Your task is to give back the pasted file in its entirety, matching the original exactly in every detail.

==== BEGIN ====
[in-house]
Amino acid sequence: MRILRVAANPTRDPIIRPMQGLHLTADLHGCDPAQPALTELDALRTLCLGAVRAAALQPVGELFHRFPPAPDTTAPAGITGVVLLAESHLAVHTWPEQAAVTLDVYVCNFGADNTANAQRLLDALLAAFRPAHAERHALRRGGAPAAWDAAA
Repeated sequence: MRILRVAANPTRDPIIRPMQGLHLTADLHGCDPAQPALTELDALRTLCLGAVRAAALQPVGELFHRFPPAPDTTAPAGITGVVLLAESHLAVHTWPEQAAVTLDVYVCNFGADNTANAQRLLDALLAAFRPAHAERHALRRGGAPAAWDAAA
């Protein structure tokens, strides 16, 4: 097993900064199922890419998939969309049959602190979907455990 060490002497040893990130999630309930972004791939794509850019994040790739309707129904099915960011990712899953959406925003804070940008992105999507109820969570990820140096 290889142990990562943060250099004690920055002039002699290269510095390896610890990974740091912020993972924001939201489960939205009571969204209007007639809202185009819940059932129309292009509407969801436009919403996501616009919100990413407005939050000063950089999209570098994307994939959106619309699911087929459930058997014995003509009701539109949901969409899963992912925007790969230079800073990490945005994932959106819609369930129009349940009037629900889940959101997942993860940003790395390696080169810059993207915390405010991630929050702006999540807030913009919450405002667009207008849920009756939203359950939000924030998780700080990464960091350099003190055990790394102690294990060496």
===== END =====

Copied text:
[in-house]
Amino acid sequence: MRILRVAANPTRDPIIRPMQGLHLTADLHGCDPAQPALTELDALRTLCLGAVRAAALQPVGELFHRFPPAPDTTAPAGITGVVLLAESHLAVHTWPEQAAVTLDVYVCNFGADNTANAQRLLDALLAAFRPAHAERHALRRGGAPAAWDAAA
Repeated sequence: MRILRVAANPTRDPIIRPMQGLHLTADLHGCDPAQPALTELDALRTLCLGAVRAAALQPVGELFHRFPPAPDTTAPAGITGVVLLAESHLAVHTWPEQAAVTLDVYVCNFGADNTANAQRLLDALLAAFRPAHAERHALRRGGAPAAWDAAA
């Protein structure tokens, strides 16, 4: 097993900064199922890419998939969309049959602190979907455990 060490002497040893990130999630309930972004791939794509850019994040790739309707129904099915960011990712899953959406925003804070940008992105999507109820969570990820140096 290889142990990562943060250099004690920055002039002699290269510095390896610890990974740091912020993972924001939201489960939205009571969204209007007639809202185009819940059932129309292009509407969801436009919403996501616009919100990413407005939050000063950089999209570098994307994939959106619309699911087929459930058997014995003509009701539109949901969409899963992912925007790969230079800073990490945005994932959106819609369930129009349940009037629900889940959101997942993860940003790395390696080169810059993207915390405010991630929050702006999540807030913009919450405002667009207008849920009756939203359950939000924030998780700080990464960091350099003190055990790394102690294990060496």